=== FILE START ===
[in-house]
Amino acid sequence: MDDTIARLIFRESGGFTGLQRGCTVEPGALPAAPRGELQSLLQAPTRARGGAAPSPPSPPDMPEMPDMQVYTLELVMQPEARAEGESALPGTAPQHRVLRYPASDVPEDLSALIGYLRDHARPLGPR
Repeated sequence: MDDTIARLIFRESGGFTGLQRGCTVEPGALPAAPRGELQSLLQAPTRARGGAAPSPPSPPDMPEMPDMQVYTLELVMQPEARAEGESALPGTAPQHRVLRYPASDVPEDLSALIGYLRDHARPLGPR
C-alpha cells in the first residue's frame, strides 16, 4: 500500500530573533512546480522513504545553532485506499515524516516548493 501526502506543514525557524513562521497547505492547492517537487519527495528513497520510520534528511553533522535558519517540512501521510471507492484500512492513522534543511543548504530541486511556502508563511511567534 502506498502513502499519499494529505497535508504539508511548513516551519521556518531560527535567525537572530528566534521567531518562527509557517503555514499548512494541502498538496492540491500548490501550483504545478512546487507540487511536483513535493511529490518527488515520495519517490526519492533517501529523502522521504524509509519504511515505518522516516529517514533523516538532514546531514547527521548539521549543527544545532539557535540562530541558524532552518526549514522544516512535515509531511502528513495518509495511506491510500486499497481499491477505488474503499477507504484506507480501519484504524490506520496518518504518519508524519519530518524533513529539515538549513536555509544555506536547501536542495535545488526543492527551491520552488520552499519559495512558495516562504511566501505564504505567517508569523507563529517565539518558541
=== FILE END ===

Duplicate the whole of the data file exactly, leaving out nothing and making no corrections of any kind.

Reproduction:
[in-house]
Amino acid sequence: MDDTIARLIFRESGGFTGLQRGCTVEPGALPAAPRGELQSLLQAPTRARGGAAPSPPSPPDMPEMPDMQVYTLELVMQPEARAEGESALPGTAPQHRVLRYPASDVPEDLSALIGYLRDHARPLGPR
Repeated sequence: MDDTIARLIFRESGGFTGLQRGCTVEPGALPAAPRGELQSLLQAPTRARGGAAPSPPSPPDMPEMPDMQVYTLELVMQPEARAEGESALPGTAPQHRVLRYPASDVPEDLSALIGYLRDHARPLGPR
C-alpha cells in the first residue's frame, strides 16, 4: 500500500530573533512546480522513504545553532485506499515524516516548493 501526502506543514525557524513562521497547505492547492517537487519527495528513497520510520534528511553533522535558519517540512501521510471507492484500512492513522534543511543548504530541486511556502508563511511567534 502506498502513502499519499494529505497535508504539508511548513516551519521556518531560527535567525537572530528566534521567531518562527509557517503555514499548512494541502498538496492540491500548490501550483504545478512546487507540487511536483513535493511529490518527488515520495519517490526519492533517501529523502522521504524509509519504511515505518522516516529517514533523516538532514546531514547527521548539521549543527544545532539557535540562530541558524532552518526549514522544516512535515509531511502528513495518509495511506491510500486499497481499491477505488474503499477507504484506507480501519484504524490506520496518518504518519508524519519530518524533513529539515538549513536555509544555506536547501536542495535545488526543492527551491520552488520552499519559495512558495516562504511566501505564504505567517508569523507563529517565539518558541